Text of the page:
Pro Review – Vapour Rise Lite Alpine Jacket

British Mountain Guide Al Powell reviews the Rab Vapour Rise Lite Alpine Jacket.


I’ve been using the Vapour Rise Lite Alpine Jacket all summer for guiding in the Alps and through the autumn in the UK for running, biking and climbing – so plenty of use in a wide range of conditions.

First off, I need to declare some history here: I was actually involved in the development and testing of the very first Vapour Rise jackets back in the late 90’s my job was to test Rab garments to destruction in as many and varied conditions as possible – so the original vapour rise jacket I had was abused for over 1000 days on the hill before anything broke and that was just a zipper! I took it on several trips to the Alps in winter, Scotland every weekend, I went fell running and rock climbing in it and took it on several expeditions it just seemed to work well for everything. By the end, that first jacket was totally UVed and faded, but it simply wouldn’t die

Things moved on and our company became testing and brand ambassadors for another well-known company for several years (think broken fossils..) – so I got to wear and test a lot of other top quality kit.

Currently I’m not tied to a single brand however, so having used the very best softshell jackets on the market, I chose to buy a Rab Vapour Rise Lite Alpine Jacket – because I wanted something very lightweight, windproof and breathable, offering light insulation, that also worked well as a layering piece.Additionally, it needed to give good protection against the weather, have a decent (preferably stowable) hood and a good sized chest pocket oh, and also it needed to look good for work and be available in a nice bright colour for photos so not too much to ask!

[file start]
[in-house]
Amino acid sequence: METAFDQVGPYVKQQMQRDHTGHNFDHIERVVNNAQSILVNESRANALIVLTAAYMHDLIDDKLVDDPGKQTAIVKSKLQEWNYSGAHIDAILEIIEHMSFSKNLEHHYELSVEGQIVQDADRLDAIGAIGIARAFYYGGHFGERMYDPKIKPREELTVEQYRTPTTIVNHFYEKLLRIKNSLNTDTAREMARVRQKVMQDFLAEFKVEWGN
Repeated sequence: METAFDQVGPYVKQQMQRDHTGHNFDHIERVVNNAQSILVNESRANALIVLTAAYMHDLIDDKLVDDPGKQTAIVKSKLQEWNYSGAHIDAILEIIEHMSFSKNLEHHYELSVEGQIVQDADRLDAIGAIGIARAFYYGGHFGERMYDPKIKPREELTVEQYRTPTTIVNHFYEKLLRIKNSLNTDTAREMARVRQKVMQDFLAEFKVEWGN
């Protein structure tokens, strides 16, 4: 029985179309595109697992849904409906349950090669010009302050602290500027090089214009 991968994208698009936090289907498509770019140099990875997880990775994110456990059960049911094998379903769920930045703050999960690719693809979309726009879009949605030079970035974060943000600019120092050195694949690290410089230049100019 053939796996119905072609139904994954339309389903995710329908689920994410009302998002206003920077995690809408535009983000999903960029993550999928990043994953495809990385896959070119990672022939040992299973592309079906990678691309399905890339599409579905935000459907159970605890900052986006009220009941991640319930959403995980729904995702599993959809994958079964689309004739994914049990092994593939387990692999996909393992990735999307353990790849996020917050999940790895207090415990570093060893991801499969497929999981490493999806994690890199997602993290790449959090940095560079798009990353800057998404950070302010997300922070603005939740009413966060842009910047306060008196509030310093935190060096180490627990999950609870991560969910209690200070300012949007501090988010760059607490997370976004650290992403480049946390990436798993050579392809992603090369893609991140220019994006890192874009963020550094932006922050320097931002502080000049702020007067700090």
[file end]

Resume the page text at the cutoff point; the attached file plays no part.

There simply isn’t anything else available on the market that weighs under 350g and covers all of these bases well – and fundamentally, I still think Vapour Rise beats all of the other fabric technologies that I’ve tried in terms of comfort, versatility and performance on the hill. Along the way I dabbled with a lightweight Marmot ether driclime jacket – which looked good, but wasnt durable or breathable enough and the hood was too basic, so now I just use it for running.

Ok so why did I choose the Lite Alpine jacket in particular? Well, firstly it’s fairly light and not too hot, so good for summer alpinism and a wide range of activities (I’m planning to get the slightly lighter Vapour Rise Flex Jacket too, for hotter weather and higher output activities, where it would be ideal). Secondly, it’s extremely well designed ie it’s got a great climbing cut, an excellent wired hood (this really protects you well when the weather closes in), two good sized chest pockets and adjustable cuffs that deal with different glove combinations. Thirdly, vapour rise is highly windproof, but also wicks and breaths incredibly well (most softshell fabrics do one at the expense of the other) – so it’s more comfortable over a wide range of conditions and continues to transport moisture well when you add layers on top.

The only thing I can think of that you have to be aware of with Vapour Rise is what you wear underneath. Most people just wear a t shirt, which is fine (Vapour Rise next-to-the-skin also works really well) but if you wear something long sleeved underneath, then you’ve got to make sure it has a smooth outer face, or the two garments will cling together and become difficult to adjust. This is a small and avoidable point however and beyond this the jacket cannot really be faulted.

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